Ezra set the tray on the coffee table and then placed a few more coals in the grate. It was almost June but still cold enough to justify use of a fire. That done he headed into the hall and up the stairs, ignoring the figure huddled there. He collected a clean set of pyjamas and the hairbrush from the bedroom. On the way back down he collected Simon. Taking a firm hold of his hand he pulled him to his feet and marched him into the sitting room. “Put those on,” he ordered, thrusting the shorts and t-shirt into Simon’s hands. “I want no more bloody nonsense.”
Simon, conscious of the hairbrush that Ezra had clasped in his hand, did as he was told. He felt better as soon as he was clothed.
Ezra seated himself on the couch. “Come to me.”
Covering his bottom with both hands Simon shook his head.
Ezra smiled slightly, “don’t worry, your rump is safe. I just want to brush your hair. It’s sticking up all over the place.”
Ezra gave a nod of assurance.
Sitting cross-legged on the floor, Simon closed his eyes as the brush was drawn through his hair restoring it to order. He gave a tiny sigh. It was like Ezra he suddenly thought, double sided, a source of comfort and chastisement, both gentle and harsh. The chastisement was over and tension flowed from Simon as he gave way to the comfort he knew was always waiting for him, and which he resisted, rejected and fought every inch of the way.
Ezra pulled the ebony brush gently through the fine, yet abundant corn coloured hair. He knew what Simon had wanted since coming downstairs. He wouldn’t ask for it. He denied and resisted his own needs, perhaps because he wasn’t certain where his exact needs lay, or whether he deserved to have them met. Ezra’s open offer of comfort had been rejected, as it always was, no matter how he formulated the words, command or request. Practical acts, Ezra had discovered, were often the way to bridge the no-man’s land between punishment and comfort that existed for Simon. Laying the heavy brush aside, he reached over Simon’s head, took the mug from the tray and placed it in his hands. “Drink up, honey bunch, while it’s still hot.”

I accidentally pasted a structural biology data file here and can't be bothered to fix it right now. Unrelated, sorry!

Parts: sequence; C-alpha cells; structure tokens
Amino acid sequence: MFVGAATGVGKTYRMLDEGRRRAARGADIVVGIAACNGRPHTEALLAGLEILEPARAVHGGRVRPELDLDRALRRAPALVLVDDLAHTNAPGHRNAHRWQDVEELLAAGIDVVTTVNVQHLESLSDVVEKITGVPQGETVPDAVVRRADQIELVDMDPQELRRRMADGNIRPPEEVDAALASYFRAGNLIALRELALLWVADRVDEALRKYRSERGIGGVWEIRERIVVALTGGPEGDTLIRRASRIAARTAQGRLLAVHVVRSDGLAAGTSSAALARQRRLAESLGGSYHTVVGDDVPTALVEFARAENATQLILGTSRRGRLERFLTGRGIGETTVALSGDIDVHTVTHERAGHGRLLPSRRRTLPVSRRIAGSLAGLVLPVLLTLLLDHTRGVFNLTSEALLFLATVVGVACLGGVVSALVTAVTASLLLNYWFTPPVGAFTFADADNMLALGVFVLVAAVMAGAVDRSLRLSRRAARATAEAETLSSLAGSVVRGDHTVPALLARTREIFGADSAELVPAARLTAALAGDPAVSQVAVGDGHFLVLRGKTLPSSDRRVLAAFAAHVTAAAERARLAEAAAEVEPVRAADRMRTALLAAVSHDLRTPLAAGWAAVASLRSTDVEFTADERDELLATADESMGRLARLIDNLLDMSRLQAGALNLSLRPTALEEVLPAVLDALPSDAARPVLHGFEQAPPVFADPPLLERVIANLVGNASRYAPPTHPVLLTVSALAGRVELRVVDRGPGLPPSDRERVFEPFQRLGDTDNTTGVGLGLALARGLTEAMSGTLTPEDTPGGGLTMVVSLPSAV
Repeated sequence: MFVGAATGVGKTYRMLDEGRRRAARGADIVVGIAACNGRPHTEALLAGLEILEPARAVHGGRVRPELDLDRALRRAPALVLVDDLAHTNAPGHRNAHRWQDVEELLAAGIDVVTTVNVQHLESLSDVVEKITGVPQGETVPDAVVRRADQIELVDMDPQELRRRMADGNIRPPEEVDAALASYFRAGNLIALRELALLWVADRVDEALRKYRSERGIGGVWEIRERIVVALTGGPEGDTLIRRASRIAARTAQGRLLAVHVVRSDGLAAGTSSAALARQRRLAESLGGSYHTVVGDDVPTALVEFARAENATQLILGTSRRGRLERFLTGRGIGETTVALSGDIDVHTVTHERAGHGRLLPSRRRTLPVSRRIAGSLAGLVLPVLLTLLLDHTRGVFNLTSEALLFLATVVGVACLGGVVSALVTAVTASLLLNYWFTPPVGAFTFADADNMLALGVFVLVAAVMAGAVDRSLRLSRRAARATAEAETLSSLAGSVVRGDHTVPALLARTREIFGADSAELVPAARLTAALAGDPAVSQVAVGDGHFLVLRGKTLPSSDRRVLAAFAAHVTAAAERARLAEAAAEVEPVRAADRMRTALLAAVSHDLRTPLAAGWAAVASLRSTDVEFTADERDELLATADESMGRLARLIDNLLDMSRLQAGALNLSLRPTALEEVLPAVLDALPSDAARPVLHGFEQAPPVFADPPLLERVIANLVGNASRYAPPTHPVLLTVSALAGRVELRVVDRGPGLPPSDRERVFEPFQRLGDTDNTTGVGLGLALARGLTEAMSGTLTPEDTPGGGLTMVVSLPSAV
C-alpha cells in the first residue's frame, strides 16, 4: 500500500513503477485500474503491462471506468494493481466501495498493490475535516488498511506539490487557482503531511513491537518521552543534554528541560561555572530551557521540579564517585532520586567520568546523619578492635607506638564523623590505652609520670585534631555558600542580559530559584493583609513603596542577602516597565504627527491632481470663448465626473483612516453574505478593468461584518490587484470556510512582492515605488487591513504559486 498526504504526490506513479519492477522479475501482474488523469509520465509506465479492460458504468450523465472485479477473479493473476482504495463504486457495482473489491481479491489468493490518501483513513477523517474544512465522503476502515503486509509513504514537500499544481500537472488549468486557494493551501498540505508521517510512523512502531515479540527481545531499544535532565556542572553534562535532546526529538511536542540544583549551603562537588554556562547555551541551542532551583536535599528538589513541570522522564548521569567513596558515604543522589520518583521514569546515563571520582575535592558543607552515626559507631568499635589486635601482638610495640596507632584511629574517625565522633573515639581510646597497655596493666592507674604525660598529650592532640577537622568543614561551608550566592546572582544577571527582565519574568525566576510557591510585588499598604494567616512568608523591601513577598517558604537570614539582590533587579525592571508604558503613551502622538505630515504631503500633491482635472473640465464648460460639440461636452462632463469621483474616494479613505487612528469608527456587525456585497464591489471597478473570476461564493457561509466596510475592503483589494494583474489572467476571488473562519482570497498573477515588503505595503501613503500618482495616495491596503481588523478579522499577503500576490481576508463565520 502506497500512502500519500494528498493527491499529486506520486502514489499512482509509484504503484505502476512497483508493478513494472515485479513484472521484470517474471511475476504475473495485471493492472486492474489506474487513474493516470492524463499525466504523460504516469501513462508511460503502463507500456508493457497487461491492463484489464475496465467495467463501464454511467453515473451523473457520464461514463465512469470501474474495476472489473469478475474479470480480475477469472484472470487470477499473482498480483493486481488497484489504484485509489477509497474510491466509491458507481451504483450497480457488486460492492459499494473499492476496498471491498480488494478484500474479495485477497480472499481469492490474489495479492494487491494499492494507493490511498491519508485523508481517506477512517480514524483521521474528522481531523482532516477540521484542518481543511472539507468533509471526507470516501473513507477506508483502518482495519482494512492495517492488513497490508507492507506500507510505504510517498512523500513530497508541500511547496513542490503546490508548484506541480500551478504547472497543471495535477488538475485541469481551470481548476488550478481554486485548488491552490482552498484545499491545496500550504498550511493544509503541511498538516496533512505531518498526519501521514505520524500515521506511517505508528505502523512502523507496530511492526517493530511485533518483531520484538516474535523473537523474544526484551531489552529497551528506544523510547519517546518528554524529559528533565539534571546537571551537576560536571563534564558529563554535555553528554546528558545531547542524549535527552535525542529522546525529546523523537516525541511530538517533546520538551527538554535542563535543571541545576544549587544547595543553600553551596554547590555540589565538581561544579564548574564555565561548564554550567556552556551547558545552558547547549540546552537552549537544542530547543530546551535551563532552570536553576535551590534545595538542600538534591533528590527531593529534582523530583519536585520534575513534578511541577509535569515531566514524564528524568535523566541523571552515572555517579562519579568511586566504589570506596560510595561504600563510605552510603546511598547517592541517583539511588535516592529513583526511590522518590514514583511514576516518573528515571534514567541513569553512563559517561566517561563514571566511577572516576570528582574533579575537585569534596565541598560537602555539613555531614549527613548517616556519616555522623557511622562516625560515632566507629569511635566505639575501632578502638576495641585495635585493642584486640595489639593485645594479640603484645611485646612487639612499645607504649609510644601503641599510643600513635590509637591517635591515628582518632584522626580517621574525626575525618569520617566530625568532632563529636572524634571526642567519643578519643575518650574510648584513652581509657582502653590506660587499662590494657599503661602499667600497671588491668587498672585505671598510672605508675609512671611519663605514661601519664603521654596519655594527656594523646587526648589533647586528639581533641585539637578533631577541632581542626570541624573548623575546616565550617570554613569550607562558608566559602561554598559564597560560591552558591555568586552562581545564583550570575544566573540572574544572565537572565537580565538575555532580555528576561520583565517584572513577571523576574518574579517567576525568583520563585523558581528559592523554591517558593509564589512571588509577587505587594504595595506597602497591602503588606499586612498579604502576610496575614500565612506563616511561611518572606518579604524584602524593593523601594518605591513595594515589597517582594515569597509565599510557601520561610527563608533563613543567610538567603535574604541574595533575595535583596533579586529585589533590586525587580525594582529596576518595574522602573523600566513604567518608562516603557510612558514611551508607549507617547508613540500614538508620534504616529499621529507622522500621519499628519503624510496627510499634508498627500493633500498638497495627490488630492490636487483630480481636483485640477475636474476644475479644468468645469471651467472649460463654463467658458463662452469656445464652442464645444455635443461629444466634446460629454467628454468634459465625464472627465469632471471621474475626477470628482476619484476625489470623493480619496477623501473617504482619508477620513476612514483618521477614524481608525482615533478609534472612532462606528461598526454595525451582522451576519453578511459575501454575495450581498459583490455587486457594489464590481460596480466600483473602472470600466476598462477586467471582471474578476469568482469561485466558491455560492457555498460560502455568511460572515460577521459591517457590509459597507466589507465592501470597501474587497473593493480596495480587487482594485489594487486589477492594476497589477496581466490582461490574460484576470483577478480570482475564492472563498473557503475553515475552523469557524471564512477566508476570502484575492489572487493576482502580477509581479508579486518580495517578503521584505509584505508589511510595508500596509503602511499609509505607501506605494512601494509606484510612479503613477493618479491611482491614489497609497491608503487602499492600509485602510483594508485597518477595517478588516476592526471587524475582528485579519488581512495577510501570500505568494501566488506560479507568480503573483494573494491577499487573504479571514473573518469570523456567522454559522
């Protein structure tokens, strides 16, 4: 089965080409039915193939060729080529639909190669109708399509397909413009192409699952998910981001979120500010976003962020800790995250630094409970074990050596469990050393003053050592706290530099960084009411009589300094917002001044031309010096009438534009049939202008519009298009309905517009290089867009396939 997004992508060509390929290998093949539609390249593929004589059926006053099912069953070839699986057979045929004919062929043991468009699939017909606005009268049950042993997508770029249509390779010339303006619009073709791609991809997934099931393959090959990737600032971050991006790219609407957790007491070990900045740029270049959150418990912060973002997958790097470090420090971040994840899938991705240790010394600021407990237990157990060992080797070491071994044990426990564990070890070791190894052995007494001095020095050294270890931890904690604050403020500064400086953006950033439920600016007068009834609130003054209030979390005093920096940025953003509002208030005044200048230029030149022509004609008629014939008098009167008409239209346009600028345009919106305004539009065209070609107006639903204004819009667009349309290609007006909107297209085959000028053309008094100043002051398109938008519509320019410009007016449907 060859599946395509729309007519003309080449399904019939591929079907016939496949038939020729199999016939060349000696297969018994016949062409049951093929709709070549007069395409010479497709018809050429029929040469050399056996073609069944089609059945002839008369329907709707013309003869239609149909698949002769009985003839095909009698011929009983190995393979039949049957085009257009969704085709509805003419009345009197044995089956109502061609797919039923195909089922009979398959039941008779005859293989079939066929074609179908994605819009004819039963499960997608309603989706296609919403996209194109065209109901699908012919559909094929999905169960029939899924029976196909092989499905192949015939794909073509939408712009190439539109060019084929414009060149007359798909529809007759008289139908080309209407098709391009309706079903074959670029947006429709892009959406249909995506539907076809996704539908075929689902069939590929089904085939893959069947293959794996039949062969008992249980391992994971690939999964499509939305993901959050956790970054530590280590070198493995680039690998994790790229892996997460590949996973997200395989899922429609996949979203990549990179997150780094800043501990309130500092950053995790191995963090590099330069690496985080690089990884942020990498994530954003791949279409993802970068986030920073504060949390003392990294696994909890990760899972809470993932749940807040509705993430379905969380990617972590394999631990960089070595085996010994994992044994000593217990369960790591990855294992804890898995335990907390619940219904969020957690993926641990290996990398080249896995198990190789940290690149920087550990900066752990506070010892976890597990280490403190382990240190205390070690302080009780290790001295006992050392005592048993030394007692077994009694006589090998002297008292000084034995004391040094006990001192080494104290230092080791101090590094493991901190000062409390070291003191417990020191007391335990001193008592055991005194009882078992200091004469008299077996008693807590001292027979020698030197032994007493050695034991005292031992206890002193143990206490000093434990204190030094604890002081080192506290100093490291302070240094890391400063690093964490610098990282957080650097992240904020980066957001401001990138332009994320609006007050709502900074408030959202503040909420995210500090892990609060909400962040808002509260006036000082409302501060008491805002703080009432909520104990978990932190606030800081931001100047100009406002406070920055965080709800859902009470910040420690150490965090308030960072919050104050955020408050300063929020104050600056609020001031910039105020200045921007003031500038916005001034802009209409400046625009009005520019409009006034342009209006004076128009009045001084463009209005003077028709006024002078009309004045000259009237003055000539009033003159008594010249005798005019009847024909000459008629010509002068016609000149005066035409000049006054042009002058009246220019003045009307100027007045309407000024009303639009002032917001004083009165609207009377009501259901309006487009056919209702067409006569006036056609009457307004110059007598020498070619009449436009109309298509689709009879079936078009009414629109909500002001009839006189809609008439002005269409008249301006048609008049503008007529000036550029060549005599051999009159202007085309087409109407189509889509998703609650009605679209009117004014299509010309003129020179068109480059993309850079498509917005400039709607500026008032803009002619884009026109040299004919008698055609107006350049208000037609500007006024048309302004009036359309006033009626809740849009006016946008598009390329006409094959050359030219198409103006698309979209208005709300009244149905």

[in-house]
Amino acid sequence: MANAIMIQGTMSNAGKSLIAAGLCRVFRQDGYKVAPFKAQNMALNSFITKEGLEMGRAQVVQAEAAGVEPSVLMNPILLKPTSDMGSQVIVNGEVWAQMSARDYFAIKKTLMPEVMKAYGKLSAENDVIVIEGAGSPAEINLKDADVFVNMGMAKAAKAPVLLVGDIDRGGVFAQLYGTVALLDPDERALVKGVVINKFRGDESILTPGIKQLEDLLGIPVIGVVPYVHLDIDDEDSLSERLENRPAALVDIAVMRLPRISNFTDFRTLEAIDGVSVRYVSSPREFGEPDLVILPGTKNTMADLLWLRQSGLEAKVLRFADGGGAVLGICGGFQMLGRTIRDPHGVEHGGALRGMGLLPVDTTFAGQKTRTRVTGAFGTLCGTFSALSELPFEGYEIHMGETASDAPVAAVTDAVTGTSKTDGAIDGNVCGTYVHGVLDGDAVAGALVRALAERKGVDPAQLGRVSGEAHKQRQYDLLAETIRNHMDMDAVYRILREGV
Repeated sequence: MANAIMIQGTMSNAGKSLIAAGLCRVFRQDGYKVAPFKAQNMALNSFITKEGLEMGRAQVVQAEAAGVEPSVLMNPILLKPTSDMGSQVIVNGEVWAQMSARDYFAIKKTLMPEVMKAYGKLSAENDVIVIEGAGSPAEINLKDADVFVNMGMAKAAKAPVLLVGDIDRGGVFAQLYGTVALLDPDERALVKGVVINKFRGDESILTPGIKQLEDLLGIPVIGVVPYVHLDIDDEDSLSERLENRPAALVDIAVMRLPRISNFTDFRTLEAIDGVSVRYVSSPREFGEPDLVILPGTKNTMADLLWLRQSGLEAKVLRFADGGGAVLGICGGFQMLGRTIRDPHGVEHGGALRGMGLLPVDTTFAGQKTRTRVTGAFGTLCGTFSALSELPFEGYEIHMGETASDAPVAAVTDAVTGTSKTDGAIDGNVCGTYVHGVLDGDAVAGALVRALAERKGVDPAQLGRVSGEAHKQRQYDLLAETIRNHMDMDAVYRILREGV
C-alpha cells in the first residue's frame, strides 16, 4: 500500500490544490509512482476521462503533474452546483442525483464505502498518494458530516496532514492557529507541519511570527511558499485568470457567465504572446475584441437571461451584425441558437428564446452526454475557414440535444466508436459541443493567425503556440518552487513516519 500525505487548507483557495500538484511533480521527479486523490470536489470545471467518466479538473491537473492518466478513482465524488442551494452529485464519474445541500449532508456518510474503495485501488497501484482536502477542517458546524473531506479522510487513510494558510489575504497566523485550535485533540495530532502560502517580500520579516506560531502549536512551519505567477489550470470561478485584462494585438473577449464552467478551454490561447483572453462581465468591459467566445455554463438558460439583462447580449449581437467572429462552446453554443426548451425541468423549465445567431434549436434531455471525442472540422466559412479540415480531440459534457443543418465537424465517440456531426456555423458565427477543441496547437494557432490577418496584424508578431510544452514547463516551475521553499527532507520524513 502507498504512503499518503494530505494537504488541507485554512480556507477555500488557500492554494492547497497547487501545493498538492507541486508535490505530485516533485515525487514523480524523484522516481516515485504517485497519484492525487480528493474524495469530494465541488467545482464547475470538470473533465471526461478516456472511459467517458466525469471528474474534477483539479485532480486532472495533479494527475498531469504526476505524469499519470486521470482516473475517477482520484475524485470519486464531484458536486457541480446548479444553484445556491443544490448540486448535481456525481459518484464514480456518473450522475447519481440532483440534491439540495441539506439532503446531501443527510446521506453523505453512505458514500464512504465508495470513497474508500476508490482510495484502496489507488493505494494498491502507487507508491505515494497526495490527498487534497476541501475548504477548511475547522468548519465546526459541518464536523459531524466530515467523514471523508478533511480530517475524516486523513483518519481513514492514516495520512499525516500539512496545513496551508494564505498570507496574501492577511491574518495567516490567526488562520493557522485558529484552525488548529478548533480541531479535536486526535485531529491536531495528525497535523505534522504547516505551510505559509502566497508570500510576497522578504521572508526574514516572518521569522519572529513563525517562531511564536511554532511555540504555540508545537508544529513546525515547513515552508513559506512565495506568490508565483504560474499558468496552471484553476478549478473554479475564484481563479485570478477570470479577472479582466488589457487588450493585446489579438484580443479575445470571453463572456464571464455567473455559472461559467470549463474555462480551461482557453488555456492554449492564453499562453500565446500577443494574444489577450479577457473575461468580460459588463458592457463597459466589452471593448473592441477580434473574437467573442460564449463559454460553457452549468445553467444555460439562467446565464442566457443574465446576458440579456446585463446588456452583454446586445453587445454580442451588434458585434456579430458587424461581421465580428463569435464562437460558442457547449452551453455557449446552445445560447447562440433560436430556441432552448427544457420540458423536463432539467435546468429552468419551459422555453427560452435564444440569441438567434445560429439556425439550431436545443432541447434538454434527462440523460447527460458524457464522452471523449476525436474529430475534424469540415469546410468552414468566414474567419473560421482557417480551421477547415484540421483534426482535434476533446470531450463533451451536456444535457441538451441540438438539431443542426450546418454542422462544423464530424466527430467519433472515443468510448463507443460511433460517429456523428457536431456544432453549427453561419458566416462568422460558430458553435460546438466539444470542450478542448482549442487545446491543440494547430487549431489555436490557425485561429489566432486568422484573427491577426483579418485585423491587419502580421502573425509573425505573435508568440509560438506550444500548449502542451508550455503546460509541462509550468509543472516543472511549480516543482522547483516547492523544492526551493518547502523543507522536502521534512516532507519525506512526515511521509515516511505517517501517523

Simon smiled. There was crumbled flake on top and it was all melted in, just the way he liked it. He drank greedily. A voice commanded him to eat and he ate, leaning against Ezra’s legs enjoying feeling his fingers stroke his hair and the nape of his neck. Draining the mug he set it on the tray and then brushed crumbs from his front and got up. Straddling Ezra’s lap he hugged him tightly, savouring the combination of muted aftershave, coffee and the musky sexy sweetness of sweat breaking the grip of deodorant applied much earlier in the day. “I’m sorry about the ceiling, Ez. It was a stupid trick, dangerous and mean minded. I deserved to be punished.”
“That’s true,” Ezra gazed at him solemnly, “you did. What about the appointment?”
Simon dropped his gaze. “I’m not going. Everything is fine as it is.”
“You’re a naughty boy,” Ezra shook his head sadly. “I ought to spank you again and send you straight back to bed.”
Simon settled himself more comfortably on Ezra’s lap, saying confidently, “but you won’t.”
“You’re keeping that appointment, end of story, even if I have to drag you there kicking, crying and screaming.”
“You wouldn’t do that would you, Ez, you know how embarrassed I get when you behave like that in public?”
“I’m not joking, Simon.”
“When have you rearranged the appointment for?” Simon’s voice sounded distinctly sulky and he made to pull out of the embrace that held him, but the arms remained fast.
“I’ll go on my own, there’s no need...”
“There’s every need,” interrupted Ezra sharply. “For one thing I want to make sure you get there. I’m warning you, my lad, any more nonsense and I’ll make sure you can’t sit down for a good long time.”
Simon abruptly changed the subject. “May I help out at the shop tomorrow?”
Ezra nodded. “Yes I’d like that, as long as you behave yourself. Don’t forget that my parents are coming through for Sunday lunch this weekend, so you’ll have to nip out and do some shopping. I think we’ll have lamb for a change. Dad’s partial to a bit of lamb.”
“Oh God, I’d blocked that out, can’t you find a way of putting them off?” Simon scowled ferociously. “Your mother will reel off a list of all her friends and relations that have died recently, along with gruesome details of what they died from. She’s like a combined pathology report and obituary column and your father always looks at me as if he’d like to strangle me.”
“That’s because he would like to strangle you,” said Ezra crisply, “and for good reason most of the time. I’m not putting them off. I don’t see them often enough as it is and neither of them is getting any younger. Incidentally if you’re rude to either one of them this time I’ll kill you right in front of them. I mean it, Simon. I swear I’ll bare your bottom and put you over my knee.”
Simon blanched “I’ll be good, Ez, I promise.”
“Delighted to hear it, and to think educationalists say the threat of CP doesn’t act as a deterrent.” Ezra pecked a kiss on Simon’s lips. “So, my beggar boy, what shall we do this evening?”
copyright Cat/Fabian Black 2010